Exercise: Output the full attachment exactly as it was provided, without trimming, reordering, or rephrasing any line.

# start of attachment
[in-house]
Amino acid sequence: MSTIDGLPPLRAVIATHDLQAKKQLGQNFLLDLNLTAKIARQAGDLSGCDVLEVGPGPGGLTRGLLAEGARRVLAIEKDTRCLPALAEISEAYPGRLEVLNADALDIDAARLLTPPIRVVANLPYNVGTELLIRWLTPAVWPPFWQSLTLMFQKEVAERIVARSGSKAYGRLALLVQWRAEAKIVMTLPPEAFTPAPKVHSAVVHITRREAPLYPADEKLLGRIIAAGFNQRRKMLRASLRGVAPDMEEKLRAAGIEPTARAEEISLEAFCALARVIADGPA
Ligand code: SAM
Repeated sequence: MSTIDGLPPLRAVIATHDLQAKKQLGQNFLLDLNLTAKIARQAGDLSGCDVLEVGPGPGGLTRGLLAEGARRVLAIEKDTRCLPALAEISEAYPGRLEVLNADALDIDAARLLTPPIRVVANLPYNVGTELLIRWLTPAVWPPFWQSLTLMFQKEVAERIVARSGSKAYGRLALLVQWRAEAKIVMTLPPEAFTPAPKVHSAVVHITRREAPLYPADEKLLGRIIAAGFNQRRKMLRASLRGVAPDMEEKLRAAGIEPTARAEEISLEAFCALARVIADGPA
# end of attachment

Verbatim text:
[in-house]
Amino acid sequence: MSTIDGLPPLRAVIATHDLQAKKQLGQNFLLDLNLTAKIARQAGDLSGCDVLEVGPGPGGLTRGLLAEGARRVLAIEKDTRCLPALAEISEAYPGRLEVLNADALDIDAARLLTPPIRVVANLPYNVGTELLIRWLTPAVWPPFWQSLTLMFQKEVAERIVARSGSKAYGRLALLVQWRAEAKIVMTLPPEAFTPAPKVHSAVVHITRREAPLYPADEKLLGRIIAAGFNQRRKMLRASLRGVAPDMEEKLRAAGIEPTARAEEISLEAFCALARVIADGPA
Ligand code: SAM
Repeated sequence: MSTIDGLPPLRAVIATHDLQAKKQLGQNFLLDLNLTAKIARQAGDLSGCDVLEVGPGPGGLTRGLLAEGARRVLAIEKDTRCLPALAEISEAYPGRLEVLNADALDIDAARLLTPPIRVVANLPYNVGTELLIRWLTPAVWPPFWQSLTLMFQKEVAERIVARSGSKAYGRLALLVQWRAEAKIVMTLPPEAFTPAPKVHSAVVHITRREAPLYPADEKLLGRIIAAGFNQRRKMLRASLRGVAPDMEEKLRAAGIEPTARAEEISLEAFCALARVIADGPA